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Did Castro Ok The Kennedy Assassination?
On the 45th anniversary incriminating new evidence revealed
Winter 2009 | Volume 58, Issue 6
The Cubela liaison occurred during a period of exceptional marital discord for the Oswalds, a couple whose relationship existed on the emotional edge. Adding to the tension were their perpetually strained finances. According to recent inter-views, some G2 money may have appeared at just the right time. Lee's cash outlays for that period exceeded his known income: every three or four weeks, starting in August 1962, he'd send the State Department a money order (or cash) for about $10 toward repayment of a $396 loan he had made upon his return to the United States. In the seven weeks between December 11, 1962, and January 29, 1963, however, he paid off the balance of the loan in three large amounts ($106, $100, and $190). Given that Oswald's known expenses from October to January, based on a laborious reconstruction by the Warren Commission, were $537, and his earnings were $892, paying off the loan would have left him $101 in the red—making this a rather strange time to settle a major debt, unless he had a secret source of funds.
Where this money came from has been a source of speculation for nearly half a century. According to Oscar Marino, the money was provided by the Cubans, who preferred to recruit “true believers,” not men who could be bought for big money. The small payments gave Lee some fiscal breathing room, and he did not spend conspicuously—just enough, on specific needs. Why would he have spent some of that money paying off a loan from the government he thought so little of? Because he would not be able to receive a new, updated passport before that debt was cleared, and apparently he might soon be doing some traveling.
Oswald was more optimistic about his chances of becoming a Cuban spy than were his G2 contacts. He became an aggressive “self-recruiter,” and his first attempt to impress had its genesis at a February 13, 1963, party in Fort Worth, thrown by Russian immigrants. One of the other guests, a German intellectual, inadvertently inspired Oswald in his plans to impress the Cubans. As the party guests grew increasingly concerned over Oswald's aggressive remarks about President Kennedy, the German attempted to divert Oswald's hatred toward a local race-baiter—and fervid anti-Castroite—the retired Gen. Edwin Walker, who lived in Dallas. One month later Oswald ordered a cheap pistol and an Italian rifle by mail. After much reconnaissance of Walker's upscale home, Oswald took a shot at him from his fence line on April 10, 1963, as Walker sat inside by a window.
Oswald thought he had killed Walker, but in fact he had missed by inches, and he was never a suspect in the assault, which remained unsolved until Lee was arrested for killing Kennedy. Even then, it was seen as just another example of his political derangement. But when the authors interviewed a former Soviet spy who had reviewed the KGB's Cubela file in 2005, the clear implication was that Oswald saw the Walker incident as a more serious "audition" for his Cuban G2 contacts.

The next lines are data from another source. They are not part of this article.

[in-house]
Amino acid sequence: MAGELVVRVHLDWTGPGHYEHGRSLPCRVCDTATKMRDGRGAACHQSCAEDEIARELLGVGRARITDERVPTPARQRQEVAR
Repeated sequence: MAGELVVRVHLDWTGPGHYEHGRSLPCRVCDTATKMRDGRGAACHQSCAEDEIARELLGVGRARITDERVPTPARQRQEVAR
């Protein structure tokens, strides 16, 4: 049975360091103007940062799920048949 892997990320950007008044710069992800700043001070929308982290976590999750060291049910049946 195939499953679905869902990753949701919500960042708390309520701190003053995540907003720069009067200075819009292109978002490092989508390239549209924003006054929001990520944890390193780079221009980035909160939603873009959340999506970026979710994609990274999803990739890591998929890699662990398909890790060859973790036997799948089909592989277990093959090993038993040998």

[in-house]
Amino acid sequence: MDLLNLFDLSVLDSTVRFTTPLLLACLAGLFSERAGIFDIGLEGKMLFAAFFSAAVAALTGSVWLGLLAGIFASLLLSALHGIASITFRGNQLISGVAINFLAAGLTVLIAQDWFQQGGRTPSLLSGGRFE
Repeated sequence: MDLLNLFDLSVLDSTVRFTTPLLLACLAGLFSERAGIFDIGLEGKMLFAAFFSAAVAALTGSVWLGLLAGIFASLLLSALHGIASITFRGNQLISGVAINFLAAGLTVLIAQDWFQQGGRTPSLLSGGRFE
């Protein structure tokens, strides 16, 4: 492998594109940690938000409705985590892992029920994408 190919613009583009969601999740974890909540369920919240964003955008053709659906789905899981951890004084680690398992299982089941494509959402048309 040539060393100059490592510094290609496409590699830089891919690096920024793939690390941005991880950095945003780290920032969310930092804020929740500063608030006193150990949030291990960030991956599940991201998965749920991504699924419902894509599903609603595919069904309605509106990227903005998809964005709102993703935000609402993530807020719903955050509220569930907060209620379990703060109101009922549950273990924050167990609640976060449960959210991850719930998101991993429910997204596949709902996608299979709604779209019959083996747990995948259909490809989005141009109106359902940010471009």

In the awful suspense that followed the Walker shooting, Marina suggested that Lee leave town for a while—maybe go back to New Orleans, where he had lived as a boy and still had some relatives. After a few days of mulling it over, Lee came to agree with her. Besides, there were a lot of Cuban exiles down there to talk with, so on April 24 he set out for the Big Easy.
Over the next four months, Oswald's attempts to infiltrate the local anti-Castro exiles apparently impressed no one in that city or in Havana, where he most desired to make an impact. But he did learn some things on the streets, most notably that the Kennedys were planning another invasion of his beloved Cuba. It now appears that Oswald was communicating with the G2 that summer.
Increasingly, however, the hemisphere's vortex of international intrigue began to pull him toward the axis mundi of the G2, the KGB, and the CIA: Mexico City. It was not only a place where all had embassies (and the attendant spies) in close proximity, it was also the G2's staging point for Cuban terrorists and assassins. It appears that Oswald's G2 contacts were cursory at this point, perhaps because he could not have been a reliable operative but more of a wild card useful only for "disposable," one-off actions. Oswald thus appears to have felt pressed to take more direct action to gain their trust.
So, in late September 1963, weeks before he murdered President Kennedy, Oswald spent five days amid the spy intrigue of Mexico City. The CIA, which had peppered the opposition's embassies with hidden microphones, phone taps, and surveillance cameras, claimed after the assassination that no photos or tapes of Oswald in Mexico exist. Lyndon Johnson had spoken: federal investigators were constrained from following up on any leads that might produce evidence for foreign conspirators. Four decades later, however, it has become clear that Oswald spent at least half of his time in the company of Cuban spies.
He had arrived at the Cuban and Soviet embassies without warning. His behavior was so erratic, so green and yet desperate, that they refused his request for a visa to Cuba. That night, we now know, Oswald went to a university and tried to enlist the help of some Mexican radicals. They took him out on the town, but when one of their leaders interceded on his behalf the next day at the Cuban Embassy, he was told to forget it. The American was unstable. It was not until Oswald went back to make a last stand at the embassies later that afternoon—not until he broke down, pulled a gun, wept, and finally claimed that he would prove his revolutionary loyalty by killing “that bastard, Kennedy”—that the doors to his Communist utopia suddenly opened to him.